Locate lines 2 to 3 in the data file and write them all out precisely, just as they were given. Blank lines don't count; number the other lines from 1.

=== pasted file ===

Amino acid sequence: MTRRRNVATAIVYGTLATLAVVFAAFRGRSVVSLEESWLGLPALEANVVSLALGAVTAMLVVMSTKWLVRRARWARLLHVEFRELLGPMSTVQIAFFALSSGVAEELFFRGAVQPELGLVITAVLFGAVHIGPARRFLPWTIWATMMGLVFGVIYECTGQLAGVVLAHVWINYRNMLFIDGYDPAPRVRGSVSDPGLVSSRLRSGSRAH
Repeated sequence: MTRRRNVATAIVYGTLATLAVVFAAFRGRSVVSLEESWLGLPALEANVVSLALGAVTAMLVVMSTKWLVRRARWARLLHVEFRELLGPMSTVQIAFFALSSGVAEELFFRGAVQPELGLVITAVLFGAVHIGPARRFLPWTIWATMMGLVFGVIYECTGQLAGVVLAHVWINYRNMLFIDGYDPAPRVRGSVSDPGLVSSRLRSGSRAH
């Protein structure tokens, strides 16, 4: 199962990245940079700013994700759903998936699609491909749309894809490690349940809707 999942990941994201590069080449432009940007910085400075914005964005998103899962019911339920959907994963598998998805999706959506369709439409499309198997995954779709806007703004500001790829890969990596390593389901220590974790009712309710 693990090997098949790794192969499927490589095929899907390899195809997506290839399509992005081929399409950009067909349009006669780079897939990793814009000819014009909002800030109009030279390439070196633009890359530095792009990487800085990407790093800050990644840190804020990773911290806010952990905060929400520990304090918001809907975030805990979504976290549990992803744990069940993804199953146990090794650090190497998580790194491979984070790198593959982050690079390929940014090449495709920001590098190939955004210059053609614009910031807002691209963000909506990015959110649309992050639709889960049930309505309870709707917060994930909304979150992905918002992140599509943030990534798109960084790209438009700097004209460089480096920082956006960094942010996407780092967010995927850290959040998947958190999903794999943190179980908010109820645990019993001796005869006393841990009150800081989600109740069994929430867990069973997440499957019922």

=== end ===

Repeated sequence: MTRRRNVATAIVYGTLATLAVVFAAFRGRSVVSLEESWLGLPALEANVVSLALGAVTAMLVVMSTKWLVRRARWARLLHVEFRELLGPMSTVQIAFFALSSGVAEELFFRGAVQPELGLVITAVLFGAVHIGPARRFLPWTIWATMMGLVFGVIYECTGQLAGVVLAHVWINYRNMLFIDGYDPAPRVRGSVSDPGLVSSRLRSGSRAH
């Protein structure tokens, strides 16, 4: 199962990245940079700013994700759903998936699609491909749309894809490690349940809707 999942990941994201590069080449432009940007910085400075914005964005998103899962019911339920959907994963598998998805999706959506369709439409499309198997995954779709806007703004500001790829890969990596390593389901220590974790009712309710 693990090997098949790794192969499927490589095929899907390899195809997506290839399509992005081929399409950009067909349009006669780079897939990793814009000819014009909002800030109009030279390439070196633009890359530095792009990487800085990407790093800050990644840190804020990773911290806010952990905060929400520990304090918001809907975030805990979504976290549990992803744990069940993804199953146990090794650090190497998580790194491979984070790198593959982050690079390929940014090449495709920001590098190939955004210059053609614009910031807002691209963000909506990015959110649309992050639709889960049930309505309870709707917060994930909304979150992905918002992140599509943030990534798109960084790209438009700097004209460089480096920082956006960094942010996407780092967010995927850290959040998947958190999903794999943190179980908010109820645990019993001796005869006393841990009150800081989600109740069994929430867990069973997440499957019922």